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The Lost Tomb Hardcover – October 2, 1998


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Product Details

  • Hardcover: 330 pages
  • Publisher: William Morrow; 1st edition (October 2, 1998)
  • Language: English
  • ISBN-10: 068815087X
  • ISBN-13: 978-0688150877
  • Product Dimensions: 9.2 x 6.2 x 1 inches
  • Shipping Weight: 1.1 pounds
  • Average Customer Review: 4.2 out of 5 stars  See all reviews (26 customer reviews)
  • Amazon Best Sellers Rank: #1,614,703 in Books (See Top 100 in Books)

Editorial Reviews

Amazon.com Review

Working for the American university in Cairo in 1988, Kent Weeks embarked on an archeological dig into KV5, the sparsely explored fifth tomb in the Valley of the Kings, burial ground of Egypt's major Pharaohs. In 1995, he discovered the T-shaped burial complex of Ramses II's 50 sons--arguably the most significant discovery since Howard Carter unearthed King Tut's tomb in 1922. Weeks's account of this historic event is filled with a sense of awe and wonder. "[I]n my imagination," he writes, recalling a vision of the statue of Osiris, god of the afterlife, "I could see the ancient funerals that took place three thousand years ago. I could hear ancient priests chanting prayers and shaking tambourines ... I could smell incense and feel priestly robes brush my arm as the funeral procession moved slowly past. For an instant I felt transported back in time: it was 1275 BCE and this was ancient Thebes."

Weeks also points out what his discovery may tell us about the powerful, redhaired pharoah who ruled ancient Egypt for 67 years (1279-1212 BC), including the possibility that he was the pharaoh of Exodus. He elaborates upon his profession's risks, from excavations in narrow, debris-filled and claustraphobic surroundings to working under the gunfire of terrorist attacks. And he reminds us that his discovery by no means brings Egyptology to a conclusion: "Every generation of Egyptologists asks different questions of its data and data are a finite resource. We will leave parts of KV5 undug so that archeologists of the future, armed with new questions and new excavation techniques, can seek new answers to old questions and to others we haven't even dreamed of." --Eugene Holley Jr.

From Publishers Weekly

In 1995, Weeks, a noted Egyptologist and professor at the American University in Cairo, and his archeological team discovered a tomb in Luxor's Valley of the Kings. Labeled KV5, it was hailed as the lost burial chamber of the sons of Ramesses II. Weeks's Egyptological leanings were a long time in coming. He starts by chronicling his childhood dreams and their eventual fulfillment some 10 years ago. By 1989, Weeks, his wife, Susan, and his team had been working in the Valley of the Kings for 10 years. Intrigued by so-called missing tombs of the Valley that had been only cursorily explored, Weeks decided to look for one in particular, KV5, which, if early maps were correct, was in the path of projected highway building. Using the journals and maps of two earlier explorers?James Burton, who first came to Luxor in 1825, and Howard Carter, noted for many discoveries, including that of King Tut's tomb (1922)?Weeks and his team began digging. Their search resulted in the discovery of the largest mausoleum in the area, which Weeks makes a convincing case for identifying as the burial site of Ramesses's sons. In the final chapters, Weeks provides readers with an introduction to the world of Ramesses II and the 18th and 19th dynasties, indicating the possibility of further finds in KV5 that would clarify aspects of ancient and biblical history. But most of all, by drawing on his diaries, Weeks gives a sense of immediacy in the reconstruction of a fascinating story that fully conveys the thrill of discovery after years of painstaking work. Color and b&w photos not seen by PW. 7-city author tour.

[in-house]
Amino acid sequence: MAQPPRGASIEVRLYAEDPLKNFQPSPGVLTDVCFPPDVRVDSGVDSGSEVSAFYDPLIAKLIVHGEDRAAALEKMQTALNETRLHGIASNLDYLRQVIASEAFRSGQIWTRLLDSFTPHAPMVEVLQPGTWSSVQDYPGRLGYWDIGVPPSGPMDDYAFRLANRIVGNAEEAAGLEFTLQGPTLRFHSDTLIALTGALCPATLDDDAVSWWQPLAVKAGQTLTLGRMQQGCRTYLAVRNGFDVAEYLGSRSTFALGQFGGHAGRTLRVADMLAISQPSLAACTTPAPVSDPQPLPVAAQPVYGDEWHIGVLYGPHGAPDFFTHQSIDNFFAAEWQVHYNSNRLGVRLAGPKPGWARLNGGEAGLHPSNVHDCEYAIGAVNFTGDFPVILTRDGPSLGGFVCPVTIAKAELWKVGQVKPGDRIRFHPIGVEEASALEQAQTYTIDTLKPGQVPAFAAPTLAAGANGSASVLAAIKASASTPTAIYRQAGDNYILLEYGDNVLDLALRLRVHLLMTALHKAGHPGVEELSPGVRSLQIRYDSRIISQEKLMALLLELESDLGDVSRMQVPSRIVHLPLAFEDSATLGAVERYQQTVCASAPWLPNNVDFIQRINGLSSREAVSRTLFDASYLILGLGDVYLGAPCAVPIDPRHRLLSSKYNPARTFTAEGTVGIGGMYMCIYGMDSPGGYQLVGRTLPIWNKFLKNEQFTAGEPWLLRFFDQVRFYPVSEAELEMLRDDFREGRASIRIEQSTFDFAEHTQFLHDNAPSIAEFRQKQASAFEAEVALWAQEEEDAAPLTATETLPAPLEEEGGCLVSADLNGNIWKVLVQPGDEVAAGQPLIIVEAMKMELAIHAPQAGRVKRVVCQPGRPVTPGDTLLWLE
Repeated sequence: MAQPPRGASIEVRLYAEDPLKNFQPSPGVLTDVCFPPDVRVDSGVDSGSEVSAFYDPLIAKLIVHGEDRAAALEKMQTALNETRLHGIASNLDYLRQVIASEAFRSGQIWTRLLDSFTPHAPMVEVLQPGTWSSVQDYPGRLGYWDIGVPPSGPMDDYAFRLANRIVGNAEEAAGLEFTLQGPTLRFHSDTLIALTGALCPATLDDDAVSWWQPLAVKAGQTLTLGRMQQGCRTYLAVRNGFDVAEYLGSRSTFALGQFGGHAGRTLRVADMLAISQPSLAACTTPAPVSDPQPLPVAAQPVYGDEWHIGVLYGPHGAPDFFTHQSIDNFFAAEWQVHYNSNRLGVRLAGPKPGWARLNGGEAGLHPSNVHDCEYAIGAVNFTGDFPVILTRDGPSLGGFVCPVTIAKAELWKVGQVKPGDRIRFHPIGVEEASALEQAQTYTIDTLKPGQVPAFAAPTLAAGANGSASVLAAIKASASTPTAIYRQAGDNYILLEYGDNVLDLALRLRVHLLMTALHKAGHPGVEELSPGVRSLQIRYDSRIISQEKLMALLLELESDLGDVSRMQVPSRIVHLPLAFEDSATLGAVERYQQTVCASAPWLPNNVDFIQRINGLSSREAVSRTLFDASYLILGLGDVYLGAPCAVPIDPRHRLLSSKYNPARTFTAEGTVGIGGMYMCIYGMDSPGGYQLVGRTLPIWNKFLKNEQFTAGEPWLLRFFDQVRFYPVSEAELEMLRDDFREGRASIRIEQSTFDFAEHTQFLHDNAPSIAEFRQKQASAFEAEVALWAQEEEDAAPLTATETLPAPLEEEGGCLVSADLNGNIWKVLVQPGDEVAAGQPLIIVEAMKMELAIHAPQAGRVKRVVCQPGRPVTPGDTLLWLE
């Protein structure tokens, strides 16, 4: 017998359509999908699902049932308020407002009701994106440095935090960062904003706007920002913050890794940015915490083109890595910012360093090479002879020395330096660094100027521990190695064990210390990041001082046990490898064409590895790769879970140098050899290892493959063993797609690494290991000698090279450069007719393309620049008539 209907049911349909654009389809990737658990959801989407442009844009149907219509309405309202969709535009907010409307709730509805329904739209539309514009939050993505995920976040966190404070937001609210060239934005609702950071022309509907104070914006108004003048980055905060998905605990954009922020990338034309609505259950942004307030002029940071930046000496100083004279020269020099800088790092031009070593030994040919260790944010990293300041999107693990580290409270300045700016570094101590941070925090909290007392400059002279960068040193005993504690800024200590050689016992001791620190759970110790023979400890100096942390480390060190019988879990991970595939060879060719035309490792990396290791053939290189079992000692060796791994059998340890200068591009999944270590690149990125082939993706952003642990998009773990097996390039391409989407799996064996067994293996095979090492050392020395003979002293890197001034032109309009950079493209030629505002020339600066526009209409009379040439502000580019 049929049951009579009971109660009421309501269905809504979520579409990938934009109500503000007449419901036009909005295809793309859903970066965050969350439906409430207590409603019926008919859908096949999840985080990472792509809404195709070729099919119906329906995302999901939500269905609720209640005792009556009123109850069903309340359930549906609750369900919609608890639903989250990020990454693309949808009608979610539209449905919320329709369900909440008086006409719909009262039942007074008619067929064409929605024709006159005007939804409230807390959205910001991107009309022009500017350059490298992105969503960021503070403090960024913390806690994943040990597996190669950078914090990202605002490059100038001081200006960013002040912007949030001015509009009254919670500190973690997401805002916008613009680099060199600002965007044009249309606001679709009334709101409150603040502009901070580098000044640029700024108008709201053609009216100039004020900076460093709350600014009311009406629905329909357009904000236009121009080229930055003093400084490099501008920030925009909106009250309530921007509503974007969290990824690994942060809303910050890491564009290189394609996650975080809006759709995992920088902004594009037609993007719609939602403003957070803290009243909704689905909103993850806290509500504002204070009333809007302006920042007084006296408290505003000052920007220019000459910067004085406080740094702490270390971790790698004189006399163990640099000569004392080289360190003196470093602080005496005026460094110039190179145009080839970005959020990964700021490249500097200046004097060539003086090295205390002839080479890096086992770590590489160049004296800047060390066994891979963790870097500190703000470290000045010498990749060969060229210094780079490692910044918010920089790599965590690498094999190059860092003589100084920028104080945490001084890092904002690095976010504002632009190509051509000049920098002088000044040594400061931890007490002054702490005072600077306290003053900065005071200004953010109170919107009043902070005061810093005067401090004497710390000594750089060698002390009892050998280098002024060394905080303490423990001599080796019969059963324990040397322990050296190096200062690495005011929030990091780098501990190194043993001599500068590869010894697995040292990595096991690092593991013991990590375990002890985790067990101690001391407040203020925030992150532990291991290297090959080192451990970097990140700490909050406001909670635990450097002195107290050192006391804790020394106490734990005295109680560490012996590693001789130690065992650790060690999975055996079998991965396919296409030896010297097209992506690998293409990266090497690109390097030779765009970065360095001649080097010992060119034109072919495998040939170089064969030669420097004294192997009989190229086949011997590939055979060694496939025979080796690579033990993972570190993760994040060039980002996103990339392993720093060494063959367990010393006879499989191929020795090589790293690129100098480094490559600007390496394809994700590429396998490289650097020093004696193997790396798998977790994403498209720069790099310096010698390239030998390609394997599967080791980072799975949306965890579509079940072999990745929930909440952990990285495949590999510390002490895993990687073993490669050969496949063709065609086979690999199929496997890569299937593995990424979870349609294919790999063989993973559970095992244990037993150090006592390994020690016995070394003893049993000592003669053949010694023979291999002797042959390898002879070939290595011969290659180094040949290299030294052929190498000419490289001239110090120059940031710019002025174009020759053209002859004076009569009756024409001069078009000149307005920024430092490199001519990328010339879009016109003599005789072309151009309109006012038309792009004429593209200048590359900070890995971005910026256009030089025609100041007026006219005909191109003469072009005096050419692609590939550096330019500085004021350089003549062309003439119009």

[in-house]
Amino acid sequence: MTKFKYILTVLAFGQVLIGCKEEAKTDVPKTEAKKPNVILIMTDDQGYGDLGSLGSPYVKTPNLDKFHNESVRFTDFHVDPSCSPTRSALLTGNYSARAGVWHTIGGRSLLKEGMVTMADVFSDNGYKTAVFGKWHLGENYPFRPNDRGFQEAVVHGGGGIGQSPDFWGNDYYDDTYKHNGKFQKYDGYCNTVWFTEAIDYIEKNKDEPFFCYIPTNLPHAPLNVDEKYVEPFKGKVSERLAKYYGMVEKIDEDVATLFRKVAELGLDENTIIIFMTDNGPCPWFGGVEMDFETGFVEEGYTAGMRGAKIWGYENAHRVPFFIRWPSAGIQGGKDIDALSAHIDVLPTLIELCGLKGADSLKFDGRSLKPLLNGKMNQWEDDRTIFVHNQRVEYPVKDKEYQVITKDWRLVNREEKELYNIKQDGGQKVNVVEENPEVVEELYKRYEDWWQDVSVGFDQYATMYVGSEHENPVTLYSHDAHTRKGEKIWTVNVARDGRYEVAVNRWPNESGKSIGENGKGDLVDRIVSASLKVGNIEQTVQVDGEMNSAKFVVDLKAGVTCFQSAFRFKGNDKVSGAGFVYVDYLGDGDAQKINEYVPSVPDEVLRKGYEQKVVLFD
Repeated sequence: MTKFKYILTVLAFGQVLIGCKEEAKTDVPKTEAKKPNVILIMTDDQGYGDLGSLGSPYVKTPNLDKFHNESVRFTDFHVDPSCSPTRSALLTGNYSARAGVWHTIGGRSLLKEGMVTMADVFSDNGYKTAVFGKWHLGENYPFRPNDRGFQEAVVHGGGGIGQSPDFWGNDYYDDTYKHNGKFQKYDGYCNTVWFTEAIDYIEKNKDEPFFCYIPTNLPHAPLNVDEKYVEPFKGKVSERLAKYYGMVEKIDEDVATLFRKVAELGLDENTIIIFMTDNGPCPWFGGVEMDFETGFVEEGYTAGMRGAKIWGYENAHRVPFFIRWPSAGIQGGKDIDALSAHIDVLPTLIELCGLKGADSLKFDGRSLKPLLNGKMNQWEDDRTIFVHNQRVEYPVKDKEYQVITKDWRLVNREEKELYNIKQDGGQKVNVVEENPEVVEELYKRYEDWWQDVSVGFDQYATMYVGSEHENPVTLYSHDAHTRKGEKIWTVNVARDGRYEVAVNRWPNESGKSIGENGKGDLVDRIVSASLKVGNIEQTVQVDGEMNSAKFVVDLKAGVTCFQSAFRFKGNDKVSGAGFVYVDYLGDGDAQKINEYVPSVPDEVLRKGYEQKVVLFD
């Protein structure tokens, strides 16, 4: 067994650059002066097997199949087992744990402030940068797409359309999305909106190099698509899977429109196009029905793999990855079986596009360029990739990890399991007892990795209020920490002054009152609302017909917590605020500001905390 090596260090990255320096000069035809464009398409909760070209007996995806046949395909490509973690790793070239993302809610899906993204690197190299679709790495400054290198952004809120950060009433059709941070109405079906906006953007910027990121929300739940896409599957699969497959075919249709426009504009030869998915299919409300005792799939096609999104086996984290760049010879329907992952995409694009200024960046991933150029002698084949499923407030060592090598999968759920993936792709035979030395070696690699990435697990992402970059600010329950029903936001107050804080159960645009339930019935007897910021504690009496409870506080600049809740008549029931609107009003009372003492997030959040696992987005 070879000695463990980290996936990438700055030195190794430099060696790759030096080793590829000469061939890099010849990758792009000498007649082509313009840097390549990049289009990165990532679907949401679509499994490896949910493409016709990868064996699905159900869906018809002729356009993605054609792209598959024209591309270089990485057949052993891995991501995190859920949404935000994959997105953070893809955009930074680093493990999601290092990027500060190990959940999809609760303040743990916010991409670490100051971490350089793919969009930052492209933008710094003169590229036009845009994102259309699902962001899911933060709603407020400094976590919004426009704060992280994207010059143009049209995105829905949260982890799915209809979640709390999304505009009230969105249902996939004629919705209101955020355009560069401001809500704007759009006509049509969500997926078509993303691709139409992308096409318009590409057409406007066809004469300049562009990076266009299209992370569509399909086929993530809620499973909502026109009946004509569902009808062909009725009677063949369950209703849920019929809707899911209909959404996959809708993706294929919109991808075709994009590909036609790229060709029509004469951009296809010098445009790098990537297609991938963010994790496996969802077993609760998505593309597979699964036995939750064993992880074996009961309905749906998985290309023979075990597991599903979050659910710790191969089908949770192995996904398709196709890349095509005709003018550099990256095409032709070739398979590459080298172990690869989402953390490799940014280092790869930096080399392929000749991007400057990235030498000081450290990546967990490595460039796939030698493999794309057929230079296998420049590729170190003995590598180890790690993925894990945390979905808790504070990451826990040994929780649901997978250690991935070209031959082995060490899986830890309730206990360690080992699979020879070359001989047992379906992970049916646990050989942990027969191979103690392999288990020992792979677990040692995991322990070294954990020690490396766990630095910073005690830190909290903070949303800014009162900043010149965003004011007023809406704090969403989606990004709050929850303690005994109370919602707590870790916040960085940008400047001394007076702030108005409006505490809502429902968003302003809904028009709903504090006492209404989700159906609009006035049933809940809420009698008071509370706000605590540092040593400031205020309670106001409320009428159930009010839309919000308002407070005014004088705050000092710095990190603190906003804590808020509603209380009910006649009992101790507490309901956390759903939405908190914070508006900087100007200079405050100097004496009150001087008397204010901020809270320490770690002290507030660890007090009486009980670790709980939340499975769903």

Copyright 1998 Reed Business Information, Inc.

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Customer Reviews

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I look forward to reading your next book.
actl@pacbell.net
Nevertheless, the story is embellished by rich details, a sense of humour and some human touches, making it an enjoyable read from beginning to end.
Vincent Lau
One of the oldest country with a lot of historic places,if you love the great middle Eastern history ,you have to read this book.
Cyrus B. Soltani

Most Helpful Customer Reviews

12 of 12 people found the following review helpful By Richard S. Sullivan on February 4, 2000
Format: Hardcover
This is your book if:
-You have had a casual interest in things ancient and Egyptian for over 50 years.
-You have had fantasies of being an archeologist yourself at one time.
-You are not going to lose any sleep over a mislabeled mummy in an illustration.
-You are not totally focused on the KV5 tomb - there's more here.
-You would like an inside peek at archeology in the works.
-You have no interest in playing a role in the inside politics of contemporary Egyptology.
-You bust a gut laughing over the idea that Martians built the pyramids.
-And you have some time to spend; because once you start, you won't want to put it down.
A terrific tour de force. I loved the side trips and comments about working in a tourist Mecca much like monkeys in a zoo, I didn't find it disjointed or fragmented either.